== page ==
1. NASA hopes to put greenhouse on Mars
Biosphere 2 suffered from CO2 levels that “fluctuated wildly” and most of the vertebrate species and all of the pollinating insects died. Insect pests, like cockroaches, boomed. In practice, ants, a companion to one of the tree species (Cecropia) in the Rain Forest, had been introduced. By 1993 the tramp ant species Paratrechina longicornis, local to the area had been unintentionally sealed in and had come to dominate.
How about we put that greenhouse in Antarctica, or the bottom of the ocean? Those places are both much more hospitable and lots closer. Then, once we get those working right, we can try, I dunno, the moon? THEN, once we’ve actually validated the ever-popular scifi concept of an entirely closed-system (well, except for sunlight) greenhouse in space, then we build one far, far away on Mars, where problems are likely to be fatal. Or I guess we could train settlers to eat cockroaches and ants. And this is before the people involved start losing their minds…
I had a terrarium as a kid, once, in 6th grade, sealed up as tight as I could make it. Within a few months, everything in it big enough to see with the naked eye died, except for the earthworms. Got me some sludgy mud and big ol’ earthworms by the time I gave up. Fed the worms to my frog. Many years later, I was amused that Biosphere 2 had somewhat similar results.
Has anyone ever run a successful long-term, large scale (or any scale) closed-system greenhouse/terrarium experiment? One sufficient for a breeding group of people to live in? I’ve never heard of one. Perhaps we should do so, before we start hollowing out asteroids, giving them a nice spin along their long axis, and then dumping plants, wildlife and people inside and fusion-powering them off to the stars. Or building one on Mars.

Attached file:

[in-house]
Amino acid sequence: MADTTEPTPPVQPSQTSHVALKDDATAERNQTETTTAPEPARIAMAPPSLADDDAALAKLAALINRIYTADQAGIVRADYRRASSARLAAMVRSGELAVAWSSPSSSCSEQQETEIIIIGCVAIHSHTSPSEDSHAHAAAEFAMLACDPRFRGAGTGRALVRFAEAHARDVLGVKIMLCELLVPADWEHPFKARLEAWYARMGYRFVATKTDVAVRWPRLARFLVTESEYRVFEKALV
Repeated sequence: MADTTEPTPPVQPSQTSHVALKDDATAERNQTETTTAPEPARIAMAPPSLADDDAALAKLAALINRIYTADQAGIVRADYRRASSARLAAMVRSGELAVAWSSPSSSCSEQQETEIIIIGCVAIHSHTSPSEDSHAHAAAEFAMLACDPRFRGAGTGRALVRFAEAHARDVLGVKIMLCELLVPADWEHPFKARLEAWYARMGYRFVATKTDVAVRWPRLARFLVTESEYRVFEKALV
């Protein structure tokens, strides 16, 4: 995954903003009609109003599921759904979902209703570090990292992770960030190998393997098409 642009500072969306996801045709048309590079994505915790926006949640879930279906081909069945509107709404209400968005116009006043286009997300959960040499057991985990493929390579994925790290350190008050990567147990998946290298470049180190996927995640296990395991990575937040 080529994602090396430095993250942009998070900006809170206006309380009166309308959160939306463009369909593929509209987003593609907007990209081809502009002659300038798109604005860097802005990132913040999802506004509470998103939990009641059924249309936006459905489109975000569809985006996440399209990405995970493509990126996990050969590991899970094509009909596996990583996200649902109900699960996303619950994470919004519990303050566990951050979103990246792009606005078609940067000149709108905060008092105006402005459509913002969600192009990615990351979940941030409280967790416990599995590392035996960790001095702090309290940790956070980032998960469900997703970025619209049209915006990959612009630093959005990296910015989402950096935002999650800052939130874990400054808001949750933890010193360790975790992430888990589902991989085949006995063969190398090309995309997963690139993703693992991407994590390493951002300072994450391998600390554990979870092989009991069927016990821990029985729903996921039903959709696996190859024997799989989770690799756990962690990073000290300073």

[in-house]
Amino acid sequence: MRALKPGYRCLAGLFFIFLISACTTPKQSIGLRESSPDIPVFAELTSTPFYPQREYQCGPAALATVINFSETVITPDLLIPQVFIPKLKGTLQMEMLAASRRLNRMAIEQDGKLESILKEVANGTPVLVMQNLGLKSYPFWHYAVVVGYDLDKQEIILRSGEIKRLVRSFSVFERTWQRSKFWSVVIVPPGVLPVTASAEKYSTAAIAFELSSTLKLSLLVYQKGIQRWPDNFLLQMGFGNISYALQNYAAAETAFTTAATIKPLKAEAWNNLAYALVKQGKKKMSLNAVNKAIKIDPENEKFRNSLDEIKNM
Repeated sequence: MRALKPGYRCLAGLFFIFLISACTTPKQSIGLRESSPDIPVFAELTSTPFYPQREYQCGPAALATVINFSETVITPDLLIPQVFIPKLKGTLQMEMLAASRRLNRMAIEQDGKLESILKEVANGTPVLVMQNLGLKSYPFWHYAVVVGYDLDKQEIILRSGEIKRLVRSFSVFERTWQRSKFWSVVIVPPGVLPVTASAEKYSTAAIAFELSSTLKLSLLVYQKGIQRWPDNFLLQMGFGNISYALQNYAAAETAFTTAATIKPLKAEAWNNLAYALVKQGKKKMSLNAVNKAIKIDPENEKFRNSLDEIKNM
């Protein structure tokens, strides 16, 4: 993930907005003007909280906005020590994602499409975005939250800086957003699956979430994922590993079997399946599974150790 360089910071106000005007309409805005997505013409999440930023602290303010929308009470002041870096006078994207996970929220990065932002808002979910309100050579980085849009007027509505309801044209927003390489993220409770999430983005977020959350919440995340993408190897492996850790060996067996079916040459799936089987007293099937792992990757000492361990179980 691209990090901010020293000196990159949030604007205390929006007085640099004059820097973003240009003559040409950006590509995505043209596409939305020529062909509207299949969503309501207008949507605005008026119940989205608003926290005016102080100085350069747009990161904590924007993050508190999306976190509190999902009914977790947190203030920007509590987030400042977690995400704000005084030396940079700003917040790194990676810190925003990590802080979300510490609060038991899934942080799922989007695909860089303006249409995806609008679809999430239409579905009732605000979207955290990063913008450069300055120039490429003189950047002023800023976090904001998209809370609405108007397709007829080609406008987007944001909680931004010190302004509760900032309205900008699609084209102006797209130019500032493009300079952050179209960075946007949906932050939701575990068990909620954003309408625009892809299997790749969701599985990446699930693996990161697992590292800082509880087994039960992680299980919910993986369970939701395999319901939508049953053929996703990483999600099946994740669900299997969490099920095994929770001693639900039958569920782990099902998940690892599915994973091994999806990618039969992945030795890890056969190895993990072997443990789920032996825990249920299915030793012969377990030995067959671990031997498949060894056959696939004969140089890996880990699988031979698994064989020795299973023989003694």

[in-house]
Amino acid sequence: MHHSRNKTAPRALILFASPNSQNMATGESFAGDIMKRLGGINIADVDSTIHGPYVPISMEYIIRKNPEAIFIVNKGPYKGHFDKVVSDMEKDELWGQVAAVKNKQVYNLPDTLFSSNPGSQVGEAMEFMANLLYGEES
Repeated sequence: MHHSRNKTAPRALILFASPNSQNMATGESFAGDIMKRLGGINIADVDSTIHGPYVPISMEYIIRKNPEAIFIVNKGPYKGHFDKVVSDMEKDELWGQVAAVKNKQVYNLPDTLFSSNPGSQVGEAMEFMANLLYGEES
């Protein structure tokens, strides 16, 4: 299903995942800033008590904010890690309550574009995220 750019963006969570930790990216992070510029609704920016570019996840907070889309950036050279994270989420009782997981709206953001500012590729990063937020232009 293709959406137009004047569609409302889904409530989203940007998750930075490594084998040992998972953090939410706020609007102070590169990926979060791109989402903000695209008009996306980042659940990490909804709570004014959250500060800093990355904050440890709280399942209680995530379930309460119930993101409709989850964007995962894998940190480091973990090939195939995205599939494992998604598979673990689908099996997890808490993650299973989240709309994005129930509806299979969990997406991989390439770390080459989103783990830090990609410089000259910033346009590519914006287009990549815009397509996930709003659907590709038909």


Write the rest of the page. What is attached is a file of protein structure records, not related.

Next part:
Can’t help but wonder: perhaps the smallest scale a closed-system greenhouse works for meaningful lengths of time is planetary. Maybe closed means ‘except for solar and cosmic radiation, and occasional asteroids and comets, if it’s going to work. Maybe occasional 300 million year long ice ages or a freakishly large moon are required? Only way to find out is to, you know, build one.
Don’t get me wrong: I’d be as thrilled as the next geek if we were able to pull off an artificial earth on Mars or inside some giant spaceship or asteroid. I’d just like to see a proof of concept first.
2. Stand-up Comic with a Degree in Mechanical Engineering Debate Some Woman With an Art Degree About Global Warming. The quality of our public discourse never ceases to amaze.
3. Glaciers are melting. Kudos for the relative lack of panic-mongering in this article. However:
During interglacials, such as the present one, the climate warms and the tundra recedes polewards following the ice sheets. Forests return to areas that once supported tundra vegetation.
So it seems we needn’t be surprised that glaciers are melting, as this seems to be a feature of interglacial periods (hence, the name). Now, it would be prudent to plan for the decrease in fresh water supplies in those areas where glaciers both supply that water and are likely to disappear. And there may be a lag between when the glaciers disappear and the earth’s crust rebounds from the distortion having those glaciers causes, thus roughly neutralizing the presumed increase in sea level. We’d need to keep an eye on that, although prudence would also dictate attention be paid to the coastal areas that are sinking as a result of the mantle rebounding from the distortions caused by massive ice sheets.
4. In today’s “Help! Help! Somebody throw me a copy editor!” moment:
A giant carnivorous dinosaur apparently possessed an enormous power to heal its broken bones, thanks to new findings revealed by powerful X-rays, researchers say.
OK, so – these ‘enormous’ healing powers were due to new finding revealed by powerful X-rays? Sort of like the Incredible Hulk?
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